X-RAY MAG: Tell us about your paintings... how are they made? Please describe what is unique about your method or concept. How do you compile your underwater scenes? What informs your art?
NT: Inspiration for my paintings usually come from photographs that I have taken. I include all the primary and secondary colors in my palette, and I work to incorporate them in my painting so that the colors are bright, pleasing and balanced. I am satisfied with my paintings only when the colors sing to me.
I use the Canon Powershot D10 underwater camera. I have had it several years, and it has always taken clear reliable shots.
Parrot fish, angelfish, seahorses, blue tang, yellow tail and many other colorful fish from the reefs fill my paintings. I have also painted deep sea creatures such as dolphin, marlin, mahi mahi and sailfish. But my most loved paintings seem to be of turtles.
X-RAY MAG: How does your art relate to conservation or environmental issues facing our oceans and reefs?
NT: Since my first experience snorkeling, there has been an unfortunate decrease in the health of the Florida Key reefs. Underwater parks, which were once bedazzling in color, have become grey with exposed rock. It seems to be a result of the rising temperature of the water, overuse of septic tanks and other reasons that are not completely understood.
There are many conservation efforts along the coast of the United States and their efforts seem to be having a positive effect on the turtle population. The Loggerhead Marine Center is located just a few miles from me in Jupiter, Florida, and I have taken pictures of their rescue turtles from all different angles and used them as models in my paintings.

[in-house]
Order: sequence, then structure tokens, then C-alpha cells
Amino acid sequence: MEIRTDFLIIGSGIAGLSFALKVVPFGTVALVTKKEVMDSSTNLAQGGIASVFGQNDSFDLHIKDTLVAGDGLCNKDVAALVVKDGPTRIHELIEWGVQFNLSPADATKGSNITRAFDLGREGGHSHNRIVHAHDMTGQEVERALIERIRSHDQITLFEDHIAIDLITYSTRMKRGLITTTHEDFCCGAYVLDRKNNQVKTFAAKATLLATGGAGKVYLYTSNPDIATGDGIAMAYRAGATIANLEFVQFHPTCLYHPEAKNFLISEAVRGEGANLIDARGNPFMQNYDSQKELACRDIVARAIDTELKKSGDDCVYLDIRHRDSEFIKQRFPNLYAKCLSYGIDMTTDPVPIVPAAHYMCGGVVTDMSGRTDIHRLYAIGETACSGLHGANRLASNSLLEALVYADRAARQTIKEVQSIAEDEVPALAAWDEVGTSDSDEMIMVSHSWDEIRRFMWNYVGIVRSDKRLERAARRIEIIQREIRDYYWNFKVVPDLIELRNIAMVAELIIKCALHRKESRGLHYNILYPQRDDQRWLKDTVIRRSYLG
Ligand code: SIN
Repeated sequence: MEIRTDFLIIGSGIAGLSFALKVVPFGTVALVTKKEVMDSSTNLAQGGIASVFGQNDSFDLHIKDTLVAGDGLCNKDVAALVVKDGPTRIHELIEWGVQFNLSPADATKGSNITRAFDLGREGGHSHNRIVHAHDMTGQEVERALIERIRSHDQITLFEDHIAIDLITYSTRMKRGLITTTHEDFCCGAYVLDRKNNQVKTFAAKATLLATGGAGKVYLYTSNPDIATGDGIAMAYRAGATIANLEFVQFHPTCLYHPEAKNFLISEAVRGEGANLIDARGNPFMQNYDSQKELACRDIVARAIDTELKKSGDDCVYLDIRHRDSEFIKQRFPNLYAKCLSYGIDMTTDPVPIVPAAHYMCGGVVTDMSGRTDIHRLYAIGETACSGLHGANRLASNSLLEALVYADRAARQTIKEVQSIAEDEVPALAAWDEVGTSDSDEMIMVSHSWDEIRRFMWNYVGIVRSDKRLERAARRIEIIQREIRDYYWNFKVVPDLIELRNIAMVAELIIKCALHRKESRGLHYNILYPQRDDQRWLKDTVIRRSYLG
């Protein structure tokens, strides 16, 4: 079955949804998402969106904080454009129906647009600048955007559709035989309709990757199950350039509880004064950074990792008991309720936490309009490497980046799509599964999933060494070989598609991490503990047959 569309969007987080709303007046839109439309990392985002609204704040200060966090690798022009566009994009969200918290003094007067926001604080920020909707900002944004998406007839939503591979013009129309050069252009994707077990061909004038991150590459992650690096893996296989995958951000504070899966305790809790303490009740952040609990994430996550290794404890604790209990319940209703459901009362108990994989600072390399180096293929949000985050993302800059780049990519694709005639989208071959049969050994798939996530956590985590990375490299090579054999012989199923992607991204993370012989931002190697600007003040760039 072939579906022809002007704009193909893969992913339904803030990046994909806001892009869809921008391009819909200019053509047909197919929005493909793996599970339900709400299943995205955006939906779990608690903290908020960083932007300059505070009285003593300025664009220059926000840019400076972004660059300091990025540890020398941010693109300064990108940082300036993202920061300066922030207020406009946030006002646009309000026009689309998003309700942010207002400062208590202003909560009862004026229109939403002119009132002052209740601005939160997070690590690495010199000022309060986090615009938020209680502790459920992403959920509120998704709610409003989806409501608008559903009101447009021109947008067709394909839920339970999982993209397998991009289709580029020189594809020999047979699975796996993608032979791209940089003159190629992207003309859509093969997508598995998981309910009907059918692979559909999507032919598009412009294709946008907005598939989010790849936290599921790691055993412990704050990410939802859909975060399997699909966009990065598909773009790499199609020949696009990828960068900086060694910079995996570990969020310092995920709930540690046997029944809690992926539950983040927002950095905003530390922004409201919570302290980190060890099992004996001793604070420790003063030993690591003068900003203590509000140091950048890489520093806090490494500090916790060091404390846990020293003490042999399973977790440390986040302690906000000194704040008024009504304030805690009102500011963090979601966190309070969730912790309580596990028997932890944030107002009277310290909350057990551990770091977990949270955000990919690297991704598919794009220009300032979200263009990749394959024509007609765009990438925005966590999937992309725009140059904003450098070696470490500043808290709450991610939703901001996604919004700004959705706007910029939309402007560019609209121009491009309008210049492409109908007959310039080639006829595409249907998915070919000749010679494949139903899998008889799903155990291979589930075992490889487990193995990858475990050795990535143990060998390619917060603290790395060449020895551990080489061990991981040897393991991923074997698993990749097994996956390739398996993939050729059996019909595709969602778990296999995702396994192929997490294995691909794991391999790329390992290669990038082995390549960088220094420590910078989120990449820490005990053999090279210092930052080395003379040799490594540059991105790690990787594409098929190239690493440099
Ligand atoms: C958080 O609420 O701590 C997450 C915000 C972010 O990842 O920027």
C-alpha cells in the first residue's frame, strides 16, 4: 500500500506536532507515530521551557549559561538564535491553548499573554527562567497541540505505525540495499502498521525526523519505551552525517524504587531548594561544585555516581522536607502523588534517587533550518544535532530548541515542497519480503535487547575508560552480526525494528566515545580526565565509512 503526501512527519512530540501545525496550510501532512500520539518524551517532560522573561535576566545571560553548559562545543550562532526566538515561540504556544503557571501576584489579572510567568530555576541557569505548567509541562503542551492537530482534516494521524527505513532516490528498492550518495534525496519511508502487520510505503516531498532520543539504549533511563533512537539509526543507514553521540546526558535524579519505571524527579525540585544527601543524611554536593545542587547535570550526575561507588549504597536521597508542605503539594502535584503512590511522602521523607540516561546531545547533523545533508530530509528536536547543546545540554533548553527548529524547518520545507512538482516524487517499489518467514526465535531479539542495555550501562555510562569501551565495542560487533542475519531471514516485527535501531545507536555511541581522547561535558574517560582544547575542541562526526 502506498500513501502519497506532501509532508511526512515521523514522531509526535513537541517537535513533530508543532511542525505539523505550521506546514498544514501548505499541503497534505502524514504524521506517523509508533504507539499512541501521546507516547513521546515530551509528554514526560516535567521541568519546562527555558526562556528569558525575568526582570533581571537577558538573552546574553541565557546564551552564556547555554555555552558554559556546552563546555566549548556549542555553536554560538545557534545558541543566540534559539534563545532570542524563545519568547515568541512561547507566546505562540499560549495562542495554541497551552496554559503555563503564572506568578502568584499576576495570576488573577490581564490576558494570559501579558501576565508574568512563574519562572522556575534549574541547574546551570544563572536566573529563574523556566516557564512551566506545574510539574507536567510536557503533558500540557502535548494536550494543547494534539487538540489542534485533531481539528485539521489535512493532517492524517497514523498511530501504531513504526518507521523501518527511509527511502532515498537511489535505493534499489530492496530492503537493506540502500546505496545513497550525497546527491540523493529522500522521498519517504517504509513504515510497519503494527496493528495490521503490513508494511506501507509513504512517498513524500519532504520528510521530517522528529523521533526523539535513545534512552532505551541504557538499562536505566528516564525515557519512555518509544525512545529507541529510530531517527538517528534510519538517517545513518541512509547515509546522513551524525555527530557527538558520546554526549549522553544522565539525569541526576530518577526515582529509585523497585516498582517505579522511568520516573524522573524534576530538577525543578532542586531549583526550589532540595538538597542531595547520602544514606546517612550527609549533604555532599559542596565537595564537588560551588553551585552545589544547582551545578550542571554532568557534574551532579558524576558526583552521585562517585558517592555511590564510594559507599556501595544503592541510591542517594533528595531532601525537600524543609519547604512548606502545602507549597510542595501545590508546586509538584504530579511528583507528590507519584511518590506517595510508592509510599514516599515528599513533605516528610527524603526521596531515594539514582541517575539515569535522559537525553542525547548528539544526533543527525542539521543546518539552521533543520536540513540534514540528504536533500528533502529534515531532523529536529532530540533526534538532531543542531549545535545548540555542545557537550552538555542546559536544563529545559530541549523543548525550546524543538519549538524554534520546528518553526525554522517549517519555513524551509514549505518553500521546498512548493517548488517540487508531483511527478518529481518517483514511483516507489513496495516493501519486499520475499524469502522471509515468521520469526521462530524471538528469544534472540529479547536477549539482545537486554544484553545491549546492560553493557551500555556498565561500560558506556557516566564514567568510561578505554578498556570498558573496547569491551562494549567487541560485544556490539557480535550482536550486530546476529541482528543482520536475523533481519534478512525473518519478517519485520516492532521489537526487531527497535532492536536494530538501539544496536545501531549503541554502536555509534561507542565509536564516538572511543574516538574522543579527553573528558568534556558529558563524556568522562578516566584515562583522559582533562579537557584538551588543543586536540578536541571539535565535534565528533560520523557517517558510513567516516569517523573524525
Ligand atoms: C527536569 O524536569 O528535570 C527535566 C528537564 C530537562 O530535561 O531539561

Living in South Florida, I have found that people are particularly fond of turtles, especially loggerheads. Turtles live almost 100 years. They are slow on land and fly through water. They are considered to be wise and peaceful. With these traits they came to symbolize longevity, determination, wisdom and peace.
X-RAY MAG: Why art? Why is art important? What are the challenges and benefits of being an artist today?
NT: Art and design are everywhere. A good design eliminates confusion, brings beauty and simplicity to our lives. Art inspires us in every way and encourages us to be inventive. Art can bring people to destinations and creates cultural excitement. For me, it is my own personal journey.
As a young person, I believed that I would never be able to earn a living making art, so I became a commercial artist to ensure that I would be paid. I could not imagine how I would be able to market my work. How would people find me? When I finally began showing my work at art festivals, I realized that I was wrong. People crave art, and they are willing to pay for it.
Today, the Internet has enabled every artist to show and market their work in unique ways. Artists in one country can reach buyers in another country. It has made the world a smaller place.
X-RAY MAG: What’s next? New? Upcoming?
NT: I am working on another triptych of colorful reef fish. This painting will be very decorative. I am contemplating a more abstract direction with a concentration on color.
I enjoy exhibiting my work at art festivals where I can meet people and exchange ideas. I have appeared in festivals throughout Florida including Naples, Stuart, Jupiter, West Palm Beach, Delray Beach, Fort Lauderdale, Miami and the Florida Keys.
You can view my work at www.nancytilles.com, email me at firstname.lastname@example.org or come to South Florida and visit me in person at one of the upcoming art festivals. ■